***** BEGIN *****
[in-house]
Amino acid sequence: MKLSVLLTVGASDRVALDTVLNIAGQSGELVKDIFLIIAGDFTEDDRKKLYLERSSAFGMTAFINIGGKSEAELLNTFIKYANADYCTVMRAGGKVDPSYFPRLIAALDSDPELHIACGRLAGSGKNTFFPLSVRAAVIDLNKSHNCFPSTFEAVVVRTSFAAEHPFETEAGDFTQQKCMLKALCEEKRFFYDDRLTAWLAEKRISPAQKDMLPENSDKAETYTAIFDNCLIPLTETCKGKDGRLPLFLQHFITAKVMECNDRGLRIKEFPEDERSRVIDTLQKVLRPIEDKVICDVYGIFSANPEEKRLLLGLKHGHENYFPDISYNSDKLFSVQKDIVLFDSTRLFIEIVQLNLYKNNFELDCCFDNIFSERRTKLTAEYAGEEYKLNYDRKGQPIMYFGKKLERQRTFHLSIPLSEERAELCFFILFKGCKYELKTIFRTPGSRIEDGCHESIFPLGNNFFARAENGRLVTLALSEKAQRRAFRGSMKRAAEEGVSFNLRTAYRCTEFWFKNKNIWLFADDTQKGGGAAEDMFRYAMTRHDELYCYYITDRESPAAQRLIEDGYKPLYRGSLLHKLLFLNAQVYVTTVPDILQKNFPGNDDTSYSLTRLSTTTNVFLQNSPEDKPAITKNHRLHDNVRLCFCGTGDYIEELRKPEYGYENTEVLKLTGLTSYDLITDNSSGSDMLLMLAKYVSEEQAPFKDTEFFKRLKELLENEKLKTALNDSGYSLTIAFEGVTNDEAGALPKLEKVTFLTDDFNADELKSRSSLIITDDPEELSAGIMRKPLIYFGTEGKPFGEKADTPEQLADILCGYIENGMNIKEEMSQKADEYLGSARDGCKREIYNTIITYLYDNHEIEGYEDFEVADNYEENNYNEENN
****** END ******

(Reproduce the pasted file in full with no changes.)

[in-house]
Amino acid sequence: MKLSVLLTVGASDRVALDTVLNIAGQSGELVKDIFLIIAGDFTEDDRKKLYLERSSAFGMTAFINIGGKSEAELLNTFIKYANADYCTVMRAGGKVDPSYFPRLIAALDSDPELHIACGRLAGSGKNTFFPLSVRAAVIDLNKSHNCFPSTFEAVVVRTSFAAEHPFETEAGDFTQQKCMLKALCEEKRFFYDDRLTAWLAEKRISPAQKDMLPENSDKAETYTAIFDNCLIPLTETCKGKDGRLPLFLQHFITAKVMECNDRGLRIKEFPEDERSRVIDTLQKVLRPIEDKVICDVYGIFSANPEEKRLLLGLKHGHENYFPDISYNSDKLFSVQKDIVLFDSTRLFIEIVQLNLYKNNFELDCCFDNIFSERRTKLTAEYAGEEYKLNYDRKGQPIMYFGKKLERQRTFHLSIPLSEERAELCFFILFKGCKYELKTIFRTPGSRIEDGCHESIFPLGNNFFARAENGRLVTLALSEKAQRRAFRGSMKRAAEEGVSFNLRTAYRCTEFWFKNKNIWLFADDTQKGGGAAEDMFRYAMTRHDELYCYYITDRESPAAQRLIEDGYKPLYRGSLLHKLLFLNAQVYVTTVPDILQKNFPGNDDTSYSLTRLSTTTNVFLQNSPEDKPAITKNHRLHDNVRLCFCGTGDYIEELRKPEYGYENTEVLKLTGLTSYDLITDNSSGSDMLLMLAKYVSEEQAPFKDTEFFKRLKELLENEKLKTALNDSGYSLTIAFEGVTNDEAGALPKLEKVTFLTDDFNADELKSRSSLIITDDPEELSAGIMRKPLIYFGTEGKPFGEKADTPEQLADILCGYIENGMNIKEEMSQKADEYLGSARDGCKREIYNTIITYLYDNHEIEGYEDFEVADNYEENNYNEENN